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Research Project: Childhood Obesity Prevention

Location: Children's Nutrition Research Center

Title: Tests of the disrupted behavioral rhythms hypothesis for accelerated summer weight gain

Author
item Moreno, Jennette - CHILDREN'S NUTRITION RESEARCH CENTER (CNRC)
item Razjouyan, Javad - BAYLOR COLLEGE OF MEDICINE
item Dadabhoy, Hafza - BAYLOR COLLEGE OF MEDICINE
item Reesor, Layton - UNIVERSITY OF HOUSTON
item O'connor, Teresia - CHILDREN'S NUTRITION RESEARCH CENTER (CNRC)
item Hernandez, Daphne - UNIVERSITY OF HOUSTON
item Najafi, Bijan - BAYLOR COLLEGE OF MEDICINE
item Crowley, Stephanie - RUSH UNIVERSITY MEDICAL CENTER
item Alfano, Candice - UNIVERSITY OF HOUSTON
item Thompson, Deborah - Debbe
item Baranowski, Tom - CHILDREN'S NUTRITION RESEARCH CENTER (CNRC)

Submitted to: Meeting Abstract
Publication Type: Abstract Only
Publication Acceptance Date: 11/1/2017
Publication Date: 4/13/2018
Citation: Moreno, J.P., Razjouyan, J., Dadabhoy, H., Reesor, L., O'Connor, T., Hernandez, D., Najafi, B., Crowley, S., Alfano, C., Thompson, D.J., Baranowski, T. 2018. Tests of the disrupted behavioral rhythms hypothesis for accelerated summer weight gain [abstract]. Society of Behavioral Medicine (SBM) Annual Meeting. April 11-14, 2018; New Orleans, LA. Meeting Symposium.

Interpretive Summary:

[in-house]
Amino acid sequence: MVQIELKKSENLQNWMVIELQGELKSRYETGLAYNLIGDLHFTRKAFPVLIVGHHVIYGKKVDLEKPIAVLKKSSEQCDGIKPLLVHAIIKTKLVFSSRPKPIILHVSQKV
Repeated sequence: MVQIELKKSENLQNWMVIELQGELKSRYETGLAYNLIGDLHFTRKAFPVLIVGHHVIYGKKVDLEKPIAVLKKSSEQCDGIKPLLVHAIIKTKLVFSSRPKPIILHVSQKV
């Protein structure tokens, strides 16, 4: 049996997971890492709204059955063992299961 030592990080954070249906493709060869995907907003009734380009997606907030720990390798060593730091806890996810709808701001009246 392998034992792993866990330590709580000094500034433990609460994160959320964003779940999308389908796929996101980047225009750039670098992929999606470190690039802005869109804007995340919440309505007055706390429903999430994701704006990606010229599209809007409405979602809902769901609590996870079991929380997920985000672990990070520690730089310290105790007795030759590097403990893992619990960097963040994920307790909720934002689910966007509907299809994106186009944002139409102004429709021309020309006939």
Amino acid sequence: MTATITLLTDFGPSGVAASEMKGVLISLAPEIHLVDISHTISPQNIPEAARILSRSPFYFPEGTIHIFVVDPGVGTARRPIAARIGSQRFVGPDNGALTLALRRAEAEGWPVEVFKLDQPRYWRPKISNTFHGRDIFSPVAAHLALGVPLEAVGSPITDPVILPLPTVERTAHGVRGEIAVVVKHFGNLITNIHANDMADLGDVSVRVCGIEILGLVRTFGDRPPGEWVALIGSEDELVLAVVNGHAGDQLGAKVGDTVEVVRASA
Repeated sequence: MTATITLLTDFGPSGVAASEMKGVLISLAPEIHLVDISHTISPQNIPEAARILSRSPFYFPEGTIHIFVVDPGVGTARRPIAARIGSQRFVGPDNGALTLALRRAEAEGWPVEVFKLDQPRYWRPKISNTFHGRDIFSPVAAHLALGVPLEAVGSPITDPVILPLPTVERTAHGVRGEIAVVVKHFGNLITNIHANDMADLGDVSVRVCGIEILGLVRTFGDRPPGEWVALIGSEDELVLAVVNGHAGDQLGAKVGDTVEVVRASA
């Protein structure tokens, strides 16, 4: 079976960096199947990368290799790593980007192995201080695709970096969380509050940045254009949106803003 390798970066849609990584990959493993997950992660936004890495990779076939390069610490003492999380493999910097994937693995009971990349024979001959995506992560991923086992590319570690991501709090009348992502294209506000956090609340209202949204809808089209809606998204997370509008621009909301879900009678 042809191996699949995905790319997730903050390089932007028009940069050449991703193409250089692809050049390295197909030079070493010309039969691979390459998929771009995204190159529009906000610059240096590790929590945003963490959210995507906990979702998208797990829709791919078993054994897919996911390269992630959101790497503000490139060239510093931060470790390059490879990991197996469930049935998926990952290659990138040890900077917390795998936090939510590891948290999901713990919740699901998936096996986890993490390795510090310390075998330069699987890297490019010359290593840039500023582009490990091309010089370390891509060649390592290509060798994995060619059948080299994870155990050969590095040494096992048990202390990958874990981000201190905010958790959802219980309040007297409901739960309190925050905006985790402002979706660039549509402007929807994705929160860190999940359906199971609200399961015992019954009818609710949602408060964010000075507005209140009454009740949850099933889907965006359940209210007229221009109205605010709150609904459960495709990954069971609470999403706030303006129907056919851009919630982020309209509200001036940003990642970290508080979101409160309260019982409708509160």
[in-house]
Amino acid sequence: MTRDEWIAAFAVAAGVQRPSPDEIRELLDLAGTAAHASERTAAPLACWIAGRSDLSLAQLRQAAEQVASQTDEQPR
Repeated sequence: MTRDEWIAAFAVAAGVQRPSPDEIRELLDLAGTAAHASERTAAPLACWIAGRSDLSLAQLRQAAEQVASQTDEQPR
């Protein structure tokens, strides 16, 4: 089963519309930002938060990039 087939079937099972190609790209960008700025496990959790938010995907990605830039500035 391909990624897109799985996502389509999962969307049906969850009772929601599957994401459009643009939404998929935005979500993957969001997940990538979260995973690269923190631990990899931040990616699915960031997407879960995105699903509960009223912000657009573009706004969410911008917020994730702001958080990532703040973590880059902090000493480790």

Technical Abstract: The school-summer paradigm offers an opportunity to explore school-summer differences in children's behavioral rhythms and their association with seasonal changes in BMI. In the absence of the environmental demands and cues associated with the school year, children's behavioral rhythms (e.g., sleep/wake patterns) may be less stable contributing to misalignment of endogenous circadian rhythms and weight gain. Specifically, during summer children may go to bed later, leading to later bedtime and altered sleep midpoint (a proxy for circadian timing). Later bedtimes may result in shortened total sleep duration due to failure to compensate with a wake time late enough to make up for the later bedtime. A longitudinal observational study involving 119, 5-8 year olds was conducted during the 2016-2017 school year and summer. Sleep timing (phase delay and sleep midpoint) and sleep duration were assessed using Actigraph GT3x-BT monitors worn on the wrist of their non-dominant hand for 8 days during the fall semester and again during the summer when children were not in school. Actilife software, using the Sadeh algorithm, was used to identify sleep epochs. Differences in children’s average bedtime, wake time, sleep midpoint, and sleep duration during the school year and summer were compared using repeated measures ANCOVAs, using BMI percentile as covariate. The effect size (ES) was assessed by Cohen's d and was interpreted as large, medium, or small, if d was greater than 0.8, between 0.5 and 0.8, or less than 0.2, respectively. Significance level was set at p<0.05. 99 participants completed both the school year and summer actigraphy assessment (6.9+/-.85 years, 52% female, 34% overweight). During summer children on average went to bed later (1.8 times = 88min; 95%CI 74.23-102.63, p<0.001, d=1.27) and demonstrated later mean sleep midpoint (29%=82 min, 95%CI 67.68-95.48, p<0.001, d=1.20) compared to the school year. While children exhibited later wake times during summer (14%=75 min, 95%CI 60.13-89.33, p<0.001, d=1.05), they failed to adequately compensate for their later bedtimes, resulting in shortened average sleep duration during summer (3%=15 min, 95%CI 6.20-21.20, p<0.001, d=0.39). During summer, children demonstrated significant changes in their sleep/wake patterns compared to the school year. Our findings provide preliminary support for the disrupted behavioral rhythms hypothesis for accelerated summer weight gain during early elementary school. Future analyses should examine associations between changes in children's behavioral rhythms and seasonal changes in BMI.